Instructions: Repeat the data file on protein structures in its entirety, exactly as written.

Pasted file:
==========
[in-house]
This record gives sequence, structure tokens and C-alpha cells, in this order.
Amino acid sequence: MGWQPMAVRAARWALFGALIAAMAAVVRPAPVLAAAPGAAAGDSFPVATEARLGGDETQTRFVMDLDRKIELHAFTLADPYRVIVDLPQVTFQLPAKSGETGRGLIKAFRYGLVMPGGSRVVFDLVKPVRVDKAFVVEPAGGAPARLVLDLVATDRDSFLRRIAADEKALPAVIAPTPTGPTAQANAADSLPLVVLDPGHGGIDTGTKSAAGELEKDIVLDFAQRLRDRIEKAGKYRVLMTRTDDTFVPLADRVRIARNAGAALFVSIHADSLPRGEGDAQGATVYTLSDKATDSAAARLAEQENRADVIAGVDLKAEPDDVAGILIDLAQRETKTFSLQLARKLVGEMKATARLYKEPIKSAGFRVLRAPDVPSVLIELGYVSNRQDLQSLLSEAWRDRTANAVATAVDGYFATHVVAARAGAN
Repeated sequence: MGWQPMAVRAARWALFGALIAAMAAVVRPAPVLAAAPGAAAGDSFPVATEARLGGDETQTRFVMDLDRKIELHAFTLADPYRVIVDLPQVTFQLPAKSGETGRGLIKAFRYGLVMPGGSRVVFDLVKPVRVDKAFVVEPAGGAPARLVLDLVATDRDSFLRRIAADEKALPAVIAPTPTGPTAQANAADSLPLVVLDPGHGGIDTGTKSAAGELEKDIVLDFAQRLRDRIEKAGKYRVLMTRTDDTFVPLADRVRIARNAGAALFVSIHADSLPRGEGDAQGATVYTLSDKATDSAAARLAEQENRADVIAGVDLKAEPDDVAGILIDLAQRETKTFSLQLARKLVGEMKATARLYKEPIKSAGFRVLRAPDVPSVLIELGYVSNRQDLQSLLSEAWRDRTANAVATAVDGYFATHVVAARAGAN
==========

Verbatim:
[in-house]
This record gives sequence, structure tokens and C-alpha cells, in this order.
Amino acid sequence: MGWQPMAVRAARWALFGALIAAMAAVVRPAPVLAAAPGAAAGDSFPVATEARLGGDETQTRFVMDLDRKIELHAFTLADPYRVIVDLPQVTFQLPAKSGETGRGLIKAFRYGLVMPGGSRVVFDLVKPVRVDKAFVVEPAGGAPARLVLDLVATDRDSFLRRIAADEKALPAVIAPTPTGPTAQANAADSLPLVVLDPGHGGIDTGTKSAAGELEKDIVLDFAQRLRDRIEKAGKYRVLMTRTDDTFVPLADRVRIARNAGAALFVSIHADSLPRGEGDAQGATVYTLSDKATDSAAARLAEQENRADVIAGVDLKAEPDDVAGILIDLAQRETKTFSLQLARKLVGEMKATARLYKEPIKSAGFRVLRAPDVPSVLIELGYVSNRQDLQSLLSEAWRDRTANAVATAVDGYFATHVVAARAGAN
Repeated sequence: MGWQPMAVRAARWALFGALIAAMAAVVRPAPVLAAAPGAAAGDSFPVATEARLGGDETQTRFVMDLDRKIELHAFTLADPYRVIVDLPQVTFQLPAKSGETGRGLIKAFRYGLVMPGGSRVVFDLVKPVRVDKAFVVEPAGGAPARLVLDLVATDRDSFLRRIAADEKALPAVIAPTPTGPTAQANAADSLPLVVLDPGHGGIDTGTKSAAGELEKDIVLDFAQRLRDRIEKAGKYRVLMTRTDDTFVPLADRVRIARNAGAALFVSIHADSLPRGEGDAQGATVYTLSDKATDSAAARLAEQENRADVIAGVDLKAEPDDVAGILIDLAQRETKTFSLQLARKLVGEMKATARLYKEPIKSAGFRVLRAPDVPSVLIELGYVSNRQDLQSLLSEAWRDRTANAVATAVDGYFATHVVAARAGAN